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Saturday, September 11, 2004 

Blunder Bowl

Both teams made plenty of mistakes, but the Patriots survived and outlasted the Colts 27-24 Thursday night. The Patriots started the game with an empty backfield and kept the pressure on all night. Corey Dillon got fewer carries than he's used to, but had a nifty 38-yard run to set up Tom Brady's first TD pass.

Unfortunately, the defense was shredded on the ground, particularly in the first half. But the Patriots were clearly playing to stop the pass, and rushed only 3 linemen most of the game while their LBs dropped into coverage. An obvious exception was Willie McGinest's key sack of Peyton Manning at the end of the game...

After Mike Vanderjagt missed his first field goal in 43 attempts, he stuck his foot in his mouth by declaring that the Patriots were clearly not the better team. How does he explain that the Colts, who supposedly have the better QB, a better RB, and arguably the best WR in the AFC, keep losing to the Patriots? In today's Providence Journal, Tom Curran quotes Bill Belichick:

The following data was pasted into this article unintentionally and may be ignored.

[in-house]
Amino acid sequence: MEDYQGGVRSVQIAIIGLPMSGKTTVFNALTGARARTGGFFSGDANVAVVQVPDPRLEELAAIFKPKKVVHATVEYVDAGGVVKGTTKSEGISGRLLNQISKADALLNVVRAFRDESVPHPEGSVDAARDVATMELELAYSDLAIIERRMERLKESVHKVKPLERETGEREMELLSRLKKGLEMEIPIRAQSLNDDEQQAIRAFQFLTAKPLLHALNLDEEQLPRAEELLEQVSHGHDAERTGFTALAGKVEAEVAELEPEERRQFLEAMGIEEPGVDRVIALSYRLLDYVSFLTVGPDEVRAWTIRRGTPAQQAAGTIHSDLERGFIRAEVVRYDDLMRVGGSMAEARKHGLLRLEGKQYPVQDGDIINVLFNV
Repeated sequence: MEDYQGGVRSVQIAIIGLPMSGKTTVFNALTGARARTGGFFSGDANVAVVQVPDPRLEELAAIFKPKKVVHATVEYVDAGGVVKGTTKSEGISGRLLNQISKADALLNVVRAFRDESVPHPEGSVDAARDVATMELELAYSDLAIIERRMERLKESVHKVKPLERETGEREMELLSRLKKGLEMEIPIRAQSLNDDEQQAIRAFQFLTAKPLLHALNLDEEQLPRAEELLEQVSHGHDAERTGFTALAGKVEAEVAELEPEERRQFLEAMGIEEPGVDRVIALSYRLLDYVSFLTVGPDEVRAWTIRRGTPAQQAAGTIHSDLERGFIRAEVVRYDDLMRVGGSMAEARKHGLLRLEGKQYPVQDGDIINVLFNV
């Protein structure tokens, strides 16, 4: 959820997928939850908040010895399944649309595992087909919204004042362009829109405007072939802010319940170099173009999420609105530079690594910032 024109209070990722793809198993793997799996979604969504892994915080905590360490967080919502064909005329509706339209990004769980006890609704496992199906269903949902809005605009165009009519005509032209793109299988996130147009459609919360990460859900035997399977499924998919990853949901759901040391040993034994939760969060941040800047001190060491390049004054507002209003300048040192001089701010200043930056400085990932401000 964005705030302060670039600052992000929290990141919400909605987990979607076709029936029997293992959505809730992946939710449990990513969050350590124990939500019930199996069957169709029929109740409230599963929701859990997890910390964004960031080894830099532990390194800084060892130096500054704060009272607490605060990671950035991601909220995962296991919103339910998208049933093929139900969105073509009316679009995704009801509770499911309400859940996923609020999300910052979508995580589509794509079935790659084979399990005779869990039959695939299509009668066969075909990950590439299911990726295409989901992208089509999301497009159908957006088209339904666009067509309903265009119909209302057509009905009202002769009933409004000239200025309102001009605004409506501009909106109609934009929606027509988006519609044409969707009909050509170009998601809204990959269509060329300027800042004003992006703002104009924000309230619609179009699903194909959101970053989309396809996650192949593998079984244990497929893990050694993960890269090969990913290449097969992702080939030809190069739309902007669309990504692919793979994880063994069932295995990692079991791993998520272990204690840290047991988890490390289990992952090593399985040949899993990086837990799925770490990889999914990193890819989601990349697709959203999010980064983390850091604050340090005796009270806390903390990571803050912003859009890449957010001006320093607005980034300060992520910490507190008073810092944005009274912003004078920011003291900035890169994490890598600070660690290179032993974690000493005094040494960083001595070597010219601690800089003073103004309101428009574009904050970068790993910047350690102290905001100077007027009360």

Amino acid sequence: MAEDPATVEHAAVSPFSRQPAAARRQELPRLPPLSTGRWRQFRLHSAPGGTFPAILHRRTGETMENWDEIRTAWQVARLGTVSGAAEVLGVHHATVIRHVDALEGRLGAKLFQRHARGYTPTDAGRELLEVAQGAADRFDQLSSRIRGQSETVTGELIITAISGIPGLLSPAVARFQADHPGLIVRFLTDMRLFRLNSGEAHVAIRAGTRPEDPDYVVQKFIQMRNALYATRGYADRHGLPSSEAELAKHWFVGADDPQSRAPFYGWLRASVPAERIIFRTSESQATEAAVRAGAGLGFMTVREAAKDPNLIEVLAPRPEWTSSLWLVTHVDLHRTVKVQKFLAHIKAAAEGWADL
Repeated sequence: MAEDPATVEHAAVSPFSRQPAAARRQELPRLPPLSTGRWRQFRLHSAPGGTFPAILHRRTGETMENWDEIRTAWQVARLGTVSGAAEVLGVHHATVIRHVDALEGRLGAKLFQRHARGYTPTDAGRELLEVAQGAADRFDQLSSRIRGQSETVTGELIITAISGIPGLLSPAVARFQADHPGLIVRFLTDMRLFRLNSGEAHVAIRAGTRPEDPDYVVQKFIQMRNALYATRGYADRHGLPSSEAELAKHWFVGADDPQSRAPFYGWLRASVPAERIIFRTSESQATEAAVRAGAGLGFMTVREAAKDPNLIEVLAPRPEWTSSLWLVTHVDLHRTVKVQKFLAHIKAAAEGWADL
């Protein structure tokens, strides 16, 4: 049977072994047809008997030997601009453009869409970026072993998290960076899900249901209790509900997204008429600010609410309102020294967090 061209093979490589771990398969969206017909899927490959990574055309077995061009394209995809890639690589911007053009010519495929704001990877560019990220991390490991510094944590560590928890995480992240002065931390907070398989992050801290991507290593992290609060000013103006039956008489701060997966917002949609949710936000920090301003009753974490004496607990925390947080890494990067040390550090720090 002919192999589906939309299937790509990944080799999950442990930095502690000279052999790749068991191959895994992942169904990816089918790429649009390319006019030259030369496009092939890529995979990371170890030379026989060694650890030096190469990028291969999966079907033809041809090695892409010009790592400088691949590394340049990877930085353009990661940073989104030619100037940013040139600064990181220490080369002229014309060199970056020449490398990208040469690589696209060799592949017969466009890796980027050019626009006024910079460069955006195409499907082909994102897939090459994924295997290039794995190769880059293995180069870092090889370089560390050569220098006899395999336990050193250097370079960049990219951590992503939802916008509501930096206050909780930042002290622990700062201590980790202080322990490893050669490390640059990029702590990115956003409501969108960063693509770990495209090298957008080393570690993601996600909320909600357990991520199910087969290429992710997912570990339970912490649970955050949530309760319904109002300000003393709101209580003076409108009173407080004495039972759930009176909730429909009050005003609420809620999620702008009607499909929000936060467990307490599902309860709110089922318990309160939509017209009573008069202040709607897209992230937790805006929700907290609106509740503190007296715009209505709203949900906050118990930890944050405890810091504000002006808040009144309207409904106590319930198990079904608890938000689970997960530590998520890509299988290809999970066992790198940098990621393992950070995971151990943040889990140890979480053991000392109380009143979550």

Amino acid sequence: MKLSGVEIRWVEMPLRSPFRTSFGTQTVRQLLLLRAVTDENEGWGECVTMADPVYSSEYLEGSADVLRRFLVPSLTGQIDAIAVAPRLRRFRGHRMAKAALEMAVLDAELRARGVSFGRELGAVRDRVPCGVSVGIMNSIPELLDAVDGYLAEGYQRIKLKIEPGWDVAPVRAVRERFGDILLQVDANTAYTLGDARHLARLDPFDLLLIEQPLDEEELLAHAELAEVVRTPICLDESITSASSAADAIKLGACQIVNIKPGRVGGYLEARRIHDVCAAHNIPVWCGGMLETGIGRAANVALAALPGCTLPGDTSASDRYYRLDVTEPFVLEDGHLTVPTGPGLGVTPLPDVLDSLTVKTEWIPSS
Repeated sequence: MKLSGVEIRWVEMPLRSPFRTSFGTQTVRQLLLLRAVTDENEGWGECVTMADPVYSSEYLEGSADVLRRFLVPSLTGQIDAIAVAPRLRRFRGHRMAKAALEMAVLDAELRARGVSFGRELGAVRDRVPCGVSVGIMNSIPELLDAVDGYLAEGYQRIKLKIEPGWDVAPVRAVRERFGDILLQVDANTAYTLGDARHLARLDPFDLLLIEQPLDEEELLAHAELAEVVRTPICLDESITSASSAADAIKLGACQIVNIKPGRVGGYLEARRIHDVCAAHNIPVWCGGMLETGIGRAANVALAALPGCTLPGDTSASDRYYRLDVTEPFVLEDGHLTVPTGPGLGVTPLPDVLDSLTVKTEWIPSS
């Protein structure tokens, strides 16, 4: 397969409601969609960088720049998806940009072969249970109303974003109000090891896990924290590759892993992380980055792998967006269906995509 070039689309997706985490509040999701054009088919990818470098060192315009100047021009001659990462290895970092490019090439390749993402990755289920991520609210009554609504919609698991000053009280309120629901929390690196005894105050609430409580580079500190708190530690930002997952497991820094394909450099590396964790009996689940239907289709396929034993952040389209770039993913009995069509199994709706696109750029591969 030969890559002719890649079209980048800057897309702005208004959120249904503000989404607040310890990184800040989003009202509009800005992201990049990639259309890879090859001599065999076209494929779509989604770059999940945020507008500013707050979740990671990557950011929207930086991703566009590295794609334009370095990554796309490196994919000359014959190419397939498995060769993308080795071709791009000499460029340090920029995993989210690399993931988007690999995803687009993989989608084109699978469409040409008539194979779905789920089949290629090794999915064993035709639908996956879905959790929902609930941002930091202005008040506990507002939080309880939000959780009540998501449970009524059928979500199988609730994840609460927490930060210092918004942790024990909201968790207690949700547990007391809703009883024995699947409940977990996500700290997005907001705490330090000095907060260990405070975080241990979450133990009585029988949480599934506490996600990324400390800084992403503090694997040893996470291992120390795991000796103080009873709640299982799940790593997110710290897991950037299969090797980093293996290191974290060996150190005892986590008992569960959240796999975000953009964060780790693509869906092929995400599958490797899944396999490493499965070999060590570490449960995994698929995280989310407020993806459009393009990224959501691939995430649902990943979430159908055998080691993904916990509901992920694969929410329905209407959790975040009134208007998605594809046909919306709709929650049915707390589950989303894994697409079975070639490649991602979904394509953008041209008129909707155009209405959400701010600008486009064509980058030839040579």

In this league, a lot of times you play 58 or 59 minutes for the right to play just a few plays to determine the outcome of the game. That's what those 58 or 59 minutes are for.

We all know there can be a fine line between a 12-4 team and a 9-7 team - and it's generally decided by whether you can make the key play when it matters. In the Super Bowl, John Kasay clearly outplayed Adam Vinatieri until the final minute, and Vinatieri's two missed field goals and botched squib kick would have been legendary if the Patriots had lost. But then Kasay kicked the ball out of bounds and Vinatieri made the winning field goal - and no one cares about how they performed in the first 59 minutes.

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